Great Sounds Great; Bad Sounds Bad: Jeremy Redmore ‘Bad Philosophy’

Jeremy Redmore

Great Sounds Great; Bad Sounds Bad is a column which sees a panel of writers for The Corner review a range of local singles and grade them out of 10. Check out the song below, read through their opinions and let us know in the comments section your own thoughts and what you’d like to see reviewed next time around.


[Grade: 5.4]

Adam Burns: After departing Midnight Youth in 2012, Jeremy Redmore went on to host some travel show which did the rounds on Air NZ – an awful image is already forming, band frontman-turned-globetrotting lone-wolf strumming his acoustic guitar for weary travelers and boozed up backpackers. This is not helped by the fact Redmore seems to mine the same nonpartisan singer-songwriter surfer vibe of Jack Johnson and Jason Mraz on the verses for ‘Bad Philosophy’, accompanied by a wordless hum which had me searching for Elliott Smith’s sign-off From A Basement On A Hill instead for comfort. With that said, I like how he brings things home, weaving some additional guitar, piano and a thin flourish of horns in an all embracing swoop – much like Midnight Youth, anthemic and inoffensive. Kinda sounds like Spoon on the chorus too! [6]

Nick Raven: Sweet and lively – a happy tune about something deep and close to our souls. I’m semi-surprised to find I like it. A high point is the guitar tone that comes in at 1.36! This is far removed from Jeremy’s Midnight Youth days which is fantastic. Not that Midnight Youth were totally awful, but just that Jeremy is moving forward as an artist. ‘Bad Philosophy’ is not overproduced, but it is an honest pop effort. I’m glad I’ve listened to it. [7]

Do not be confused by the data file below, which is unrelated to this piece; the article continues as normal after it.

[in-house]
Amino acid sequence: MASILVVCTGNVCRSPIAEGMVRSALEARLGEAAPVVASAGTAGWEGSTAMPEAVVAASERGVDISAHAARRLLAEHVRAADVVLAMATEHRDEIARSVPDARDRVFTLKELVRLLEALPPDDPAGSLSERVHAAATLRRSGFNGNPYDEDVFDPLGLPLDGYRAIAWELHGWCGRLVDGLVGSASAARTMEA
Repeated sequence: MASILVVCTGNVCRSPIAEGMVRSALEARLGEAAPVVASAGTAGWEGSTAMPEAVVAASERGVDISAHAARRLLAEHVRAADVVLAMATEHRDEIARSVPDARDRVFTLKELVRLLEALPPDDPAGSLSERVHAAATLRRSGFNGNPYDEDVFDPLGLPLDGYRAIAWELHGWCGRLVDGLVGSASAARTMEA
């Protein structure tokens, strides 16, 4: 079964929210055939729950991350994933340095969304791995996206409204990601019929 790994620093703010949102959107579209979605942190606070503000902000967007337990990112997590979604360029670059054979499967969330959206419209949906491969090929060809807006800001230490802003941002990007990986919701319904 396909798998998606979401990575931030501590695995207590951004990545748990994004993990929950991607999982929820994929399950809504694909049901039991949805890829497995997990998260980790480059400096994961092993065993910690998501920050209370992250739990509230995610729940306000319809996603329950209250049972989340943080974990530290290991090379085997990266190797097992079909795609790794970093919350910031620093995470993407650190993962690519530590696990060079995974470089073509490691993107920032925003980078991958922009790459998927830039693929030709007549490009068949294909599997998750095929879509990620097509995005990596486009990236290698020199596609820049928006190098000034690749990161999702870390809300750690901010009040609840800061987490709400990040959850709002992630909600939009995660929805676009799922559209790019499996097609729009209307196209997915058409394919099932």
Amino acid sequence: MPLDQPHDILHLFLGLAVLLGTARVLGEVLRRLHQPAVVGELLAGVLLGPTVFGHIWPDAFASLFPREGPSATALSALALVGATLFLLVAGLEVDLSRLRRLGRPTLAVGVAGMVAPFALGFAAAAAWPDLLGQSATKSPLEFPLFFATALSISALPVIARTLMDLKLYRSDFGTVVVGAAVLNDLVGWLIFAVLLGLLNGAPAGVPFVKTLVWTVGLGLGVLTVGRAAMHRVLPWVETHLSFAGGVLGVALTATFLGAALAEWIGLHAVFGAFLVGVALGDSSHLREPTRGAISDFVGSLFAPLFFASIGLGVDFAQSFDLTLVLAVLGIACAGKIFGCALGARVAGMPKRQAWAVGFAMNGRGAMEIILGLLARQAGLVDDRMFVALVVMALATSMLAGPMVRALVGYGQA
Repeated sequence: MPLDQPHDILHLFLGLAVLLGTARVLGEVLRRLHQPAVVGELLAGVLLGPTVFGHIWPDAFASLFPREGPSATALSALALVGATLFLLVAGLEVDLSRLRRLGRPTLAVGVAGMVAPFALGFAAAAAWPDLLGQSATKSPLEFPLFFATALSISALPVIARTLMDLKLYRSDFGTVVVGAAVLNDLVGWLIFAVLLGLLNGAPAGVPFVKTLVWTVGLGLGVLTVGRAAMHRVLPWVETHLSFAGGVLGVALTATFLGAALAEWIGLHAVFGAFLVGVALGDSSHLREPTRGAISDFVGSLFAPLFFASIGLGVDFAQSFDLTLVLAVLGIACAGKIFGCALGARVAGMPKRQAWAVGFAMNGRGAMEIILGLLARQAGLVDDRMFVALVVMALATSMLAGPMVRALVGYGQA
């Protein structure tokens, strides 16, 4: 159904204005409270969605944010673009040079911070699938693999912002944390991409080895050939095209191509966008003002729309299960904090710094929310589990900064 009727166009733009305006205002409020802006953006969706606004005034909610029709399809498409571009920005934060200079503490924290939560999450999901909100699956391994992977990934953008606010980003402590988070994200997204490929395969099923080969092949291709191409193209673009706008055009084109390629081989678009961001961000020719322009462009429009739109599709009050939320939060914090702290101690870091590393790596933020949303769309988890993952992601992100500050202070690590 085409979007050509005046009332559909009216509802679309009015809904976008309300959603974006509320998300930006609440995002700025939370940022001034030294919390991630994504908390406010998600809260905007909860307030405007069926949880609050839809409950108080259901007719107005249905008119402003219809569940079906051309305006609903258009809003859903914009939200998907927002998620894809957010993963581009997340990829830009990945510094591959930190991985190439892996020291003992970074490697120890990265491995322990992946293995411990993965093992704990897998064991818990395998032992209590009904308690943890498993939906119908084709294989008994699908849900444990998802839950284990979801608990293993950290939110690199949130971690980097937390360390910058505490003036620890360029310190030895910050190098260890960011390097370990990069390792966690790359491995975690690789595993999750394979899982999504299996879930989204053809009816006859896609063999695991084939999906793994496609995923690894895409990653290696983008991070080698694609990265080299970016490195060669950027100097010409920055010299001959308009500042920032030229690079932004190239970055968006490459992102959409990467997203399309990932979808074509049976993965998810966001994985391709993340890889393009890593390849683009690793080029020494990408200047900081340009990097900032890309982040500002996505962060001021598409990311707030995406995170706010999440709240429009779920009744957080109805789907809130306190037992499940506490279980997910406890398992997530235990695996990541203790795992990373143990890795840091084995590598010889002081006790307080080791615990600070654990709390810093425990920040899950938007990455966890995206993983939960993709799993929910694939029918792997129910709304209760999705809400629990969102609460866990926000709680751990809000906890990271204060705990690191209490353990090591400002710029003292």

Gavin Coughlan: It’s hard to talk about a song when it doesn’t really make you feel anything, either negative or positive, at first. Jeremy used to sing for Midnight Youth, which may have coloured my initial indifference to the song as that band were not my cup of tea.

But putting that aside, this song is certainly perky, perhaps too perky for my liking. It starts off pretty jaunty, and just gets more so until it all ends in a bit of a self-satisfied smug-fest. Perhaps I am just too jaded for such unbridled joy, but at least it is starting to make me feel something after a few listens. Unfortunately that ‘something’ is murderous rage. [3]

Michael Kerby: I liked to spot the influences in Midnight Youth songs, and the same can be done here. First up – we’ve got a gurning Jason Mraz thing going on, or maybe Bruno Mars in smell-the-fart mode. Then in comes some jaunty Sara Bareilles piano cack, and pretty soon the whole thing is coming over like Scouting for Girls. And that’s fine. Midnight Youth borrowed from all sorts of awful shit. Maybe he set out to combine the above influences into some hideous two-hit wonder monster all along. But then the brass band nonsense wades in and it dawns on me: he’s doing McCartney. This is what the Beatles sound like to Jeremy Redmore.

I liked it better when Jeremy Redmore was trying to punch the sun out of the sky with massive U2 ballads. Let’s hope he returns to his 80s pomp-rock roots and stays the hell out of the 00s on the rest of the album. [5]

Chloe Cairncross: The first half of the track reminds me too much of Jack Johnson. I hate Jack Johnson. I think it’s the upbeat, easy-breezy sound that makes me think I’m going to see Johnson appear from behind a mountain of sand with an acoustic guitar. However, the quaint piano injections kept me hooked. And then the song becomes something close to cool, with an electric guitar buzzing in for a brief appearance and all the stops pulled out for a rip-roaring denouement. Would certainly go well with a mug of coffee as an endorphin-booster on a crappy day. [6]

One Comment

  1. damn. jack johnson gets no respect.

Leave a Reply

Your email address will not be published. Required fields are marked *